Carex filamentosa


Carex: Latin name for a species of sedge, now applied to the whole group.
filamentosa: thread-like

Common Name(s)

Stewart Island Sedge

Current Conservation Status

2012 - At Risk - Naturally Uncommon

Conservation status of New Zealand indigenous vascular plants, 2012
The conservation status of all known New Zealand vascular plant taxa at the rank of species and below were reassessed in 2012 using the New Zealand Threat Classification System (NZTCS). This report includes a statistical summary and brief notes on changes since 2009 and replaces all previous NZTCS lists for vascular plants. Authors: Peter J. de Lange, Jeremy R. Rolfe, Paul D. Champion, Shannel P. Courtney, Peter B. Heenan, John W. Barkla, Ewen K. Cameron, David A. Norton and Rodney A. Hitchmough. File size: 792KB

Previous Conservation Status

2009 - At Risk - Naturally Uncommon
2004 - Range Restricted


2012 - RR, Sp


Carex filamentosa Petrie



Flora Category

Vascular - Native

NVS Species Code


The National Vegetation Survey (NVS) Databank is a physical archive and electronic databank containing records of over 94,000 vegetation survey plots - including data from over 19,000 permanent plots. NVS maintains a standard set of species code abbreviations that correspond to standard scientific plant names from the Ngä Tipu o Aotearoa - New Zealand Plants database.

Structural Class





Endemic. South and Stewart Islands. In the South Island confined to Southland where scarce. Stewart Island locally common throughout.


A species of damp sites in damp ground within montane to subalpine scrub, srhubland and open grassland.


Rather densely tufted stoloniferous, pale green to reddish green sedge. Culms 30-120 x 0.5 mm, terete, faintly striated. Leaves up to twice the length of the culms, 0.5 – 1 mm wide, plano-convex, nerved on the under surface, smooth on the upper, rather finely scabrid toward the apex. Inflorescence of 2-4 spikes; these crowded toward the top of the culm, usually with at least some of the lowermost distant. Uppermost spike rather slender, male; remaining spikes mainly female, shortly pedunculate, rarely with some male flowers toward the top. Bracts subtending spikes, long, filiform and leaf-like. Glumes < or sometimes = to utricles, ovate, chartaceous to membranous, pale cream, brown- or red-flecked, midrib distinct extended as a smooth finely scabrid awn. Utricles 2.5-3 x 1.5 mm, plano-convex or subtrigonous, elliptic-lanceolate, light brown with reddish brown markings towards the beak, distinctly nerved; beak slightly narrowed, 0.5 mm long, margins smooth, crura finely bifid; stipe minute. Stigmas 3. Nut 1.5 mm long, red-brown, trigonous, obovoid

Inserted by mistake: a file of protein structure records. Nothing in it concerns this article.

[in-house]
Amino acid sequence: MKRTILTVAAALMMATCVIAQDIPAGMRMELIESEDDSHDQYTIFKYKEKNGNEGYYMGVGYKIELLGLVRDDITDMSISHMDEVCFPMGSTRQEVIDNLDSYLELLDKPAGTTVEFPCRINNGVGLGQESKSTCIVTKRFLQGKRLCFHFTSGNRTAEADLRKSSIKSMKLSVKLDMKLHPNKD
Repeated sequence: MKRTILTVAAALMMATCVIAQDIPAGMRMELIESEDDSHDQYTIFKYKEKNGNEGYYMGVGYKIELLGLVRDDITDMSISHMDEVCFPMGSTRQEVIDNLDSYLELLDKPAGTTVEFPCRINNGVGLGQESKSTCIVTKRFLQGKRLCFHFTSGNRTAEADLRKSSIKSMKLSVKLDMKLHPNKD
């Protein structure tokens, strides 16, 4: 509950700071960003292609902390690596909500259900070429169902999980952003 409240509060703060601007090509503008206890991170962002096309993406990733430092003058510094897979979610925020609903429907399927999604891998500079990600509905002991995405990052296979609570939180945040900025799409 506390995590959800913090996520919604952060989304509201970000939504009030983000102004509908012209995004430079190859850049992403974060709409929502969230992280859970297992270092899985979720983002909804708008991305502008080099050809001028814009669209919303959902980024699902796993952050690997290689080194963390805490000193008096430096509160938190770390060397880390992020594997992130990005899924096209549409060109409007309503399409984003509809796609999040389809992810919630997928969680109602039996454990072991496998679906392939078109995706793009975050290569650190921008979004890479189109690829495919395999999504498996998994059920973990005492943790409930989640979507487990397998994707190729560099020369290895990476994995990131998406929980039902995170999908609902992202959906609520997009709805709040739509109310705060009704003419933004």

Similar Taxa

Carex filamentosa is closely allied to C. edgarae Hamlin, C. libera (Kük.) Hamlin and C. uncifolia Cheeseman, all are small, rhizomatous reddish green sedges with congested, approximate spikes. From these species C. filamentosa is most similar to C. uncifolia from which it differs by its distinctly wide spreading stoloniferous rather than shortly rhizomatous habit and by the shortly pedunculate rather than sessile female spikes. From the North West Nelson endemic C. libera, C. filamentosa is distinguished by its southern South Island and Stewart Island distribution, plano-convex leaves and distinctly beaked utricles. From C. edgarae of inland Otago, C. filamentosa is readily distinguished by its distinctly beaked utricles and much narrower leaves.


October - February


October - May

Propagation Technique

Easily grown from division of whole plants and fresh seed. Does well in a pot or in a damp sunny site. Tolerant of most garden soils and situations. Does not like drought or excessive humidity.


A naturally uncommon sedge which is by and large confined to Stewart Island. It may be threatened in some parts of its Southland coastal range.

Endemic Taxon


Endemic Genus


Endemic Family


Life Cycle and Dispersal

Nuts surrounded by inflated utricles are dispersed by granivory and wind (Thorsen et al., 2009).

Where To Buy

Not commercially available.


Description adapted from Moore and Edgar (1970)

References and further reading

Moore, L.B.; Edgar, E. 1970: Flora of New Zealand. Vol. II. Government Printer, Wellington.

Thorsen, M. J.; Dickinson, K. J. M.; Seddon, P. J. 2009. Seed dispersal systems in the New Zealand flora. Perspectives in Plant Ecology, Evolution and Systematics 2009 Vol. 11 No. 4 pp. 285-309

This page last updated on 29 May 2014